Consistency Index (CI)  as per Prof. Saaty  is a deviation or degree of consistency found by: (n = size of comparison matrix)
Thus in this case, CI= (4.243797869 − 4)/3 = 0.081265956.
The above output shows (scenario = 1, i.e. one user respondent scenario) comparison of individual criterion using pairwise comparison matrix with elements saying how much more important is criterion in the row than the criterion in the column. The inconsistency index is 0.0813 (<0.1), and hence the pairwise comparisons are consistent. In extreme right column calculated weights & ranks of individual criteria is shown.
Prof.Saaty  has calculated appropriate consistency index, called Random Consistency Index (RI)  , which is 0.9 for n = 4.
Consistency Ratio (CR) = CI/RI = 0.090295507 = 9% (<10%).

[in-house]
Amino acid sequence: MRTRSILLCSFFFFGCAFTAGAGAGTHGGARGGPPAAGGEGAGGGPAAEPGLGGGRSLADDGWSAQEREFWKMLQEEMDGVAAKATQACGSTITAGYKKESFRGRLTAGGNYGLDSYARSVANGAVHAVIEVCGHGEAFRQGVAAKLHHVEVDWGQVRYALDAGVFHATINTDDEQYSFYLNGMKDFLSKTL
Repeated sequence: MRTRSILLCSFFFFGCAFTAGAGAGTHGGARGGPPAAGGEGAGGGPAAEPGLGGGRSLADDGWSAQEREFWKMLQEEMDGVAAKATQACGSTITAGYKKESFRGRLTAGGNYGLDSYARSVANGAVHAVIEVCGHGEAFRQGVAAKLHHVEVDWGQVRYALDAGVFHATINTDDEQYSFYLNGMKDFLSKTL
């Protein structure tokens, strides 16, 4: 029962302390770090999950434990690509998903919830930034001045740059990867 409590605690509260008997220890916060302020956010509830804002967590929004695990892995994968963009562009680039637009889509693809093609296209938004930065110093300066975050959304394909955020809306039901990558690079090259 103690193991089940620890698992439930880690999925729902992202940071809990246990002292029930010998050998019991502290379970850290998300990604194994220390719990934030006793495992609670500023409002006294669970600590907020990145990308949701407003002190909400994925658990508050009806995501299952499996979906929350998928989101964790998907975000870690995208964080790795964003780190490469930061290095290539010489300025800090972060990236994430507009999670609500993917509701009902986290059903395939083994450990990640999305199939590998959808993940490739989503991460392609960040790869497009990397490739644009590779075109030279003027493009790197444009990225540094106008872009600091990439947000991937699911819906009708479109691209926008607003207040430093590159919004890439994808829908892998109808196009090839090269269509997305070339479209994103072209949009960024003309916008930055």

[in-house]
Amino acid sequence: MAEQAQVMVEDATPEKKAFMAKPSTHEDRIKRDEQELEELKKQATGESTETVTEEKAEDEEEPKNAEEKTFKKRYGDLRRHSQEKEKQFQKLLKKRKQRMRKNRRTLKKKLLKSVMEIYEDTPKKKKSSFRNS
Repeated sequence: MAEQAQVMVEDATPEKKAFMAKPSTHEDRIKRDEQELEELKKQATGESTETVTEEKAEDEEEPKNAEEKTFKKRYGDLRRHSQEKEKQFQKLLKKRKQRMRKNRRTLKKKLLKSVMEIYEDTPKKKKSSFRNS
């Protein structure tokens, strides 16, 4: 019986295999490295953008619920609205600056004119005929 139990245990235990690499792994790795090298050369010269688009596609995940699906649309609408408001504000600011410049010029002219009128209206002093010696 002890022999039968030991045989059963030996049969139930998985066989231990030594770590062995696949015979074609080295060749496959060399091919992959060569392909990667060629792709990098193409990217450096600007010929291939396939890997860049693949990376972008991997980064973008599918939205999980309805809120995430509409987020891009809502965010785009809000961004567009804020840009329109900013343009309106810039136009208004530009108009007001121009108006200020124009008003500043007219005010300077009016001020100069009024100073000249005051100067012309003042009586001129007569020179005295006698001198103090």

CR assesses if the subjective evaluation is consistent. In this case it is consistent.
Thus, preference wise, TRADEOFF > FLEX > SPARK > DRIVE.
7. Alternative-Comparison: Criterion-1
Evaluation of variants (or alternatives) is done according to individual criteria one by one on pair-wise comparison method. This is because the criteria are relative and not continuous data. AHP process can thus continue for paired comparison of alternatives on each of the criterion. Evaluation of variants on SPARK is given in Table 4.
Table 3. Comparison for criterions.
∑(each element of eigen vector) × (Sum of columns of reciprocal matrix) = (7.33333 × 0.163212) + (2.1666667 × 0.433566) + (14 × 0.066309) + (3.5 × 0.336913) = 4.243797869.
Table 4. Evaluation of variants according to SPARK.
∑ = 4.258801248; CI = 0.086267083 (<0.1); RI = 0.9; CR = 0.095852314 (<10%); Based on Spark (Greater Amount of Capital; Cooperation among members), the preferred alternatives are: FOCUS > INTENSE > IGNORE > TRAP.